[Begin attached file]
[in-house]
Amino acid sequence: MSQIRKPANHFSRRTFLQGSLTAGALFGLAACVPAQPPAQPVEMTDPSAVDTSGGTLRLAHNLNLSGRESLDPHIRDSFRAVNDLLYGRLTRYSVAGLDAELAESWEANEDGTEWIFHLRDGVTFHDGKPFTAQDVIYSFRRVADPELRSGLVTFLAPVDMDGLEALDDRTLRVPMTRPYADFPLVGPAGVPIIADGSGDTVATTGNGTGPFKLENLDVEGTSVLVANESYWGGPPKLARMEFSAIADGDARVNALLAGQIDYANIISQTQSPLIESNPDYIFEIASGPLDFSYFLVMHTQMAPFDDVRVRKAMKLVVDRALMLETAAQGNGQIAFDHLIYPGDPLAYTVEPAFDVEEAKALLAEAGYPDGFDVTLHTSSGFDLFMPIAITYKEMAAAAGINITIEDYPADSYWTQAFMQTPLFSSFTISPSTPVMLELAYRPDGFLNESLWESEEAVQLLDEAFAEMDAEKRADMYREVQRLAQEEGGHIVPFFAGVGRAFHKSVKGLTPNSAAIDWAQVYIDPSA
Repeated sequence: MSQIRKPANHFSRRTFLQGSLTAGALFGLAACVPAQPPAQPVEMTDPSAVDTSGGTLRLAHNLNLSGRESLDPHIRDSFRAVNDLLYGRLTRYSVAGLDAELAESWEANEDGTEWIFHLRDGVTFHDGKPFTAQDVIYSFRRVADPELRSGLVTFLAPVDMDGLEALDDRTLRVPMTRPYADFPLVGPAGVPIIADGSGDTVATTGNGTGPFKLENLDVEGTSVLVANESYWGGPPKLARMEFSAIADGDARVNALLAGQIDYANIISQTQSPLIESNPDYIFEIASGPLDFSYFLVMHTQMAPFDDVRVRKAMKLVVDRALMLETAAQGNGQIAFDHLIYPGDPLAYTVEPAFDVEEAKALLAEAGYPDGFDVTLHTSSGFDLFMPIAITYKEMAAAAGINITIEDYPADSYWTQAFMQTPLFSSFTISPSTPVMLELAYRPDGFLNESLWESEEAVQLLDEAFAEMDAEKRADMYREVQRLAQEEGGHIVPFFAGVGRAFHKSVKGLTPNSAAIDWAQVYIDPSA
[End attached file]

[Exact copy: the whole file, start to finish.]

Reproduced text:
[in-house]
Amino acid sequence: MSQIRKPANHFSRRTFLQGSLTAGALFGLAACVPAQPPAQPVEMTDPSAVDTSGGTLRLAHNLNLSGRESLDPHIRDSFRAVNDLLYGRLTRYSVAGLDAELAESWEANEDGTEWIFHLRDGVTFHDGKPFTAQDVIYSFRRVADPELRSGLVTFLAPVDMDGLEALDDRTLRVPMTRPYADFPLVGPAGVPIIADGSGDTVATTGNGTGPFKLENLDVEGTSVLVANESYWGGPPKLARMEFSAIADGDARVNALLAGQIDYANIISQTQSPLIESNPDYIFEIASGPLDFSYFLVMHTQMAPFDDVRVRKAMKLVVDRALMLETAAQGNGQIAFDHLIYPGDPLAYTVEPAFDVEEAKALLAEAGYPDGFDVTLHTSSGFDLFMPIAITYKEMAAAAGINITIEDYPADSYWTQAFMQTPLFSSFTISPSTPVMLELAYRPDGFLNESLWESEEAVQLLDEAFAEMDAEKRADMYREVQRLAQEEGGHIVPFFAGVGRAFHKSVKGLTPNSAAIDWAQVYIDPSA
Repeated sequence: MSQIRKPANHFSRRTFLQGSLTAGALFGLAACVPAQPPAQPVEMTDPSAVDTSGGTLRLAHNLNLSGRESLDPHIRDSFRAVNDLLYGRLTRYSVAGLDAELAESWEANEDGTEWIFHLRDGVTFHDGKPFTAQDVIYSFRRVADPELRSGLVTFLAPVDMDGLEALDDRTLRVPMTRPYADFPLVGPAGVPIIADGSGDTVATTGNGTGPFKLENLDVEGTSVLVANESYWGGPPKLARMEFSAIADGDARVNALLAGQIDYANIISQTQSPLIESNPDYIFEIASGPLDFSYFLVMHTQMAPFDDVRVRKAMKLVVDRALMLETAAQGNGQIAFDHLIYPGDPLAYTVEPAFDVEEAKALLAEAGYPDGFDVTLHTSSGFDLFMPIAITYKEMAAAAGINITIEDYPADSYWTQAFMQTPLFSSFTISPSTPVMLELAYRPDGFLNESLWESEEAVQLLDEAFAEMDAEKRADMYREVQRLAQEEGGHIVPFFAGVGRAFHKSVKGLTPNSAAIDWAQVYIDPSA